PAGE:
Many of us and of our fellow citizens were probably stunned to see how many people live under such circumstances. When a natural disaster strikes, these people are destitute. They do not have anything. Without a pay cheque, they cannot buy groceries, period.

This brings up questions about the wealth distribution in our society, the measures we take to help these people out and the day-to-day lives of these people.

I want to thank the public officials concerned and the people who work for the government services. We talked about the premier of Quebec who did, I think, some good work. I also want to mention today that Prime Minister Chrétien also did well, in my view. I think of some of my colleagues. I saw on television members from the Liberal Party as well as the NDP, the Bloc and the Reform Party who volunteered to help victims.

At the risk of sounding somewhat partisan, but because of the stronger ties between members of the same party, we tend to think about our own colleagues.

The hon. member for Shefford got a lot of help from the hon. member for Madawaska—Restigouche. They knew each other, he called his colleague et sent her I do not know how many cords of wood, a dozen truckloads.

They sent wood from Chicoutimi to every community. I visited several communities. It seemed that every one I went to was receiving wood from Chicoutimi. Do not ask me where they got their wood from in Chicoutimi, but they kept on sending it.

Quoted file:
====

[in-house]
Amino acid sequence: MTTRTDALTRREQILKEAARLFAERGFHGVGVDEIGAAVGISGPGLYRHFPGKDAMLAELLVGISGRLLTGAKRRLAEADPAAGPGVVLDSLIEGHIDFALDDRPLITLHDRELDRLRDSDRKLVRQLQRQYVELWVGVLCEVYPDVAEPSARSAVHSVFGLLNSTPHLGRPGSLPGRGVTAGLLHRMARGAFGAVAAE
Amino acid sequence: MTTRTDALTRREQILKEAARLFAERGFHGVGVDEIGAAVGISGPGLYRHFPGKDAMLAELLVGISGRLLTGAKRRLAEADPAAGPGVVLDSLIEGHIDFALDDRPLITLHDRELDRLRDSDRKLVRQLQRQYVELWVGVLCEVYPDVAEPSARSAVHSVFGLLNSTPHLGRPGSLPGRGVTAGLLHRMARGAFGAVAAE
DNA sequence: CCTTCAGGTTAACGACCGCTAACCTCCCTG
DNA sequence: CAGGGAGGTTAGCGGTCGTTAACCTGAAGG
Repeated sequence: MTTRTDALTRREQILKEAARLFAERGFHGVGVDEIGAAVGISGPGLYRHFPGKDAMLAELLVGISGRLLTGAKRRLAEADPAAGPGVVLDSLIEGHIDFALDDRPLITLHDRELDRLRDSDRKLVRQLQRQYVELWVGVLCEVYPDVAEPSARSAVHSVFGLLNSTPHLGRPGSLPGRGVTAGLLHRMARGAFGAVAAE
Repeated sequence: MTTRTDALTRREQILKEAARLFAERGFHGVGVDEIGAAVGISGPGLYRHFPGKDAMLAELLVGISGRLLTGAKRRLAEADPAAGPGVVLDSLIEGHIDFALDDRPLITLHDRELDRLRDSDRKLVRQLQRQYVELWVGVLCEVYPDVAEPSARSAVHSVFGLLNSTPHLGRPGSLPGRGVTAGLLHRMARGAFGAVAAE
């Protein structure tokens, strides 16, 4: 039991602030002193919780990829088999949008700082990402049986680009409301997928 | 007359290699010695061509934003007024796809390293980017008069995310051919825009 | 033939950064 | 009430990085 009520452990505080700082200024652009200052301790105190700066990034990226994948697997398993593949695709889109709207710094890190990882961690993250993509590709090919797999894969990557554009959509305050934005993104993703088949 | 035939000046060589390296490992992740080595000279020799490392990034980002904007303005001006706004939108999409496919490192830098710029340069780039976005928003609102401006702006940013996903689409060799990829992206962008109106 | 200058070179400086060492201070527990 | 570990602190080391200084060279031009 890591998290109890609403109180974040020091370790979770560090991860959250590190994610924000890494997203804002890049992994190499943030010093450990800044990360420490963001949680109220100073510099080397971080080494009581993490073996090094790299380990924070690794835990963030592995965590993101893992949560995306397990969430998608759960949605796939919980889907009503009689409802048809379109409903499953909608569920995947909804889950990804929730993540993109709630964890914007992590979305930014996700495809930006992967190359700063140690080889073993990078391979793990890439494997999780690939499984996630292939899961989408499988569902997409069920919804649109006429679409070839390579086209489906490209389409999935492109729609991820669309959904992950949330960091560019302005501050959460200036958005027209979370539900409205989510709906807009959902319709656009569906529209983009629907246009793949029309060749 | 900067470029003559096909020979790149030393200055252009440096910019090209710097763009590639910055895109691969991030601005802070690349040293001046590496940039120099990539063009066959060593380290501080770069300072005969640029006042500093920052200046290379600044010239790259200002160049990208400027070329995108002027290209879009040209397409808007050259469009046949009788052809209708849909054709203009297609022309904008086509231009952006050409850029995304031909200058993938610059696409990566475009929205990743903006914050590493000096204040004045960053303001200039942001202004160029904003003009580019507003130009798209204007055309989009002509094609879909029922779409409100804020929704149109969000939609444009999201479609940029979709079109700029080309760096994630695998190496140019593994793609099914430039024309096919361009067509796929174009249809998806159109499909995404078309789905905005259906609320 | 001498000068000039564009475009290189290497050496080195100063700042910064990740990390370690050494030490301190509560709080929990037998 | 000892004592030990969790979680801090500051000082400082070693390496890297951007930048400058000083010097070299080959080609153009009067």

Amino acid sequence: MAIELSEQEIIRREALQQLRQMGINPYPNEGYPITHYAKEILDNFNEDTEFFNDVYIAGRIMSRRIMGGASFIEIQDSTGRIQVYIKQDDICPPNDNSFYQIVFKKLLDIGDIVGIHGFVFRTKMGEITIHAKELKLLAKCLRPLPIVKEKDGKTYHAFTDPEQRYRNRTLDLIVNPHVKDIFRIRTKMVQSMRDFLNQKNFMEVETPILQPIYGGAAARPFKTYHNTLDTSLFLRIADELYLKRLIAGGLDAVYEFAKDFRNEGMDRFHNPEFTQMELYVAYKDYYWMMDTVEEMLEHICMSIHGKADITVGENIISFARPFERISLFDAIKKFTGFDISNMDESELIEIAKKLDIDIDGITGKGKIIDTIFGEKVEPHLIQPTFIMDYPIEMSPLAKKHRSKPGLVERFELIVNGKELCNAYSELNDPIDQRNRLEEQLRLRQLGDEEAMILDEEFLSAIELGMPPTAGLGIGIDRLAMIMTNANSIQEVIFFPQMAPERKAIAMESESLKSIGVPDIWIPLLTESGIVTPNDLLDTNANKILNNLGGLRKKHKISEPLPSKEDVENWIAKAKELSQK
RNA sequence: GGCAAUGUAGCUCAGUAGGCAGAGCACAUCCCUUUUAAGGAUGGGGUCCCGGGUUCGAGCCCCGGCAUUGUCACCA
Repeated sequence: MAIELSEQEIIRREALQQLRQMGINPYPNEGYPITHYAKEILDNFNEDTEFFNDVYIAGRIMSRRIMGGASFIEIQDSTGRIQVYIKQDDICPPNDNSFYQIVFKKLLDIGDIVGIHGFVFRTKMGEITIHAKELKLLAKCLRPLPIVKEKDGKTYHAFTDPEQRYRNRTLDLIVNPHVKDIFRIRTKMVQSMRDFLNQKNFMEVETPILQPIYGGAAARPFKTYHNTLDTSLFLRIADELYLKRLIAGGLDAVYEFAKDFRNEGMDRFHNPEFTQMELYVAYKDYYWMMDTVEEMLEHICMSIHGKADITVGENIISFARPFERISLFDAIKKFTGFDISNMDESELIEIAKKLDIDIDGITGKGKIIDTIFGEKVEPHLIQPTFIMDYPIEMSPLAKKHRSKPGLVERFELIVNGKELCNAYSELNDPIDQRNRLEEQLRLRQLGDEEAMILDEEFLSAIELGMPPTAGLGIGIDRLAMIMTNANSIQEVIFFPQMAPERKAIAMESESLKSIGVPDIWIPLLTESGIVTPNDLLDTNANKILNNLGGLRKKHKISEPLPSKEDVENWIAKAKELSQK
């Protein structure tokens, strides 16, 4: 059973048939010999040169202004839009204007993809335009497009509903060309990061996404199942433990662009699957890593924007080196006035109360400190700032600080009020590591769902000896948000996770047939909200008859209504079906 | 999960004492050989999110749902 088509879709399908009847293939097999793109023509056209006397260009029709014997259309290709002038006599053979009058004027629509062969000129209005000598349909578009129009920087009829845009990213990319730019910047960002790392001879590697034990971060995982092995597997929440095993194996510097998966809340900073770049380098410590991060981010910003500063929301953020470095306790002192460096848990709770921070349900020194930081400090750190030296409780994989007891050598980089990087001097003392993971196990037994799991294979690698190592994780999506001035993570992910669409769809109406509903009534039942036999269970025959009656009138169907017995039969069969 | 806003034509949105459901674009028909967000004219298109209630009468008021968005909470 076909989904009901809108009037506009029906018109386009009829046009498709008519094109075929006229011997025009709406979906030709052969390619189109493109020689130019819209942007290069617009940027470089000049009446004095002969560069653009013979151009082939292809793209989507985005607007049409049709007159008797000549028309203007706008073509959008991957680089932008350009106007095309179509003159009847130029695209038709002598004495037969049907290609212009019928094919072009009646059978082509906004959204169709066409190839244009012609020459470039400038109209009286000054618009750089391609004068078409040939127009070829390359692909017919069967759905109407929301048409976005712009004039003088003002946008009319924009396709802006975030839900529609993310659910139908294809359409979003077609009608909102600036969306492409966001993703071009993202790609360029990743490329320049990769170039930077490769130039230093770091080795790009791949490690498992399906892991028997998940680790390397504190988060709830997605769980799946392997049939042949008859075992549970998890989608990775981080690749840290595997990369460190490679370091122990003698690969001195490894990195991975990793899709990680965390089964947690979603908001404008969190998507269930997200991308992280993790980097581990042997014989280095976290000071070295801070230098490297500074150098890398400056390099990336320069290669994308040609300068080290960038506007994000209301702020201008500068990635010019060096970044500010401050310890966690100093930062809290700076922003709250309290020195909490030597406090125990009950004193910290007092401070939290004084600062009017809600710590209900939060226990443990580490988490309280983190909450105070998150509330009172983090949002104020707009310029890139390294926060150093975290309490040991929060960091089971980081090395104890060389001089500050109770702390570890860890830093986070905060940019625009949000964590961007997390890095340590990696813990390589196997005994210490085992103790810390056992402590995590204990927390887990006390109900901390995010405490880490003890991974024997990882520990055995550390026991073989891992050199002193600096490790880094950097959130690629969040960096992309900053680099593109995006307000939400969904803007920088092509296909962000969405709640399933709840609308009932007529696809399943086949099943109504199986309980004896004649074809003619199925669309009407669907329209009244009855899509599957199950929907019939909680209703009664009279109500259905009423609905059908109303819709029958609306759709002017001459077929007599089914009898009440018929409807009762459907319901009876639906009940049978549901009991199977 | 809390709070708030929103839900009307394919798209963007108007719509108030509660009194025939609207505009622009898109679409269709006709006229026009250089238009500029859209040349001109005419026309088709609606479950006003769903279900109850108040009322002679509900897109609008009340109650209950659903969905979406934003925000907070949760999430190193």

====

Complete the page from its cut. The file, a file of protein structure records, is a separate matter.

The member for Tobique—Mactaquac was asked to locate a generator, which he did. Again, I am talking about our own members.

I saw the member for Glengarry—Prescott—Russell with his colleague for Ottawa-Centre. I saw Reformers, Bloc members, NDP members. They all pitched in, and they should be recognized and thanked.

I also want to thank the media. We seldom have the opportunity to do so. But I want to tell them tonight that I do not intend to go overboard. Neither do I intend to make this a habit.

I am thinking about radio stations, especially the CBC and Radio-Canada, and private broadcasters. With TV, it was a bit more complicated. You could see that it was a bit more complicated to cover events. The print media too. I believe that the media in general did a splendid job. They recognized their responsibilities. They deserve our thanks and I take this opportunity to say congratulations, bravo, we recognize the tremendous job you did.

I also want to thank the Canadian armed forces. I met young men and women who naturally and spontaneously came to their country's rescue. They did it without any second thoughts. The prime minister said it well: they did everything and anything. They did not come with a list of things they would accept or refuse to do. They did all the work. I think we are greatly indebted to them.

Mr. Speaker, you are telling me I have about one minute left if I want to share my time.

I just wanted to draw some lessons. First, we should be able to draw some lessons from these disasters in Manitoba, in Alberta, in Peace River, in the Saguenay, to point out, at the federal level, assistance and emergency problems.

There are lessons we must draw from the ice storm and from the disasters in Manitoba, the Saguenay and in the Peace River area of Alberta. The Government of Canada should establish a task force or assign this issue to a parliamentary committee to draw some important lessons from what has happened. Surely we have learned a number of things. We should take advantage of this opportunity to learn in order that we may do things more effectively in the future.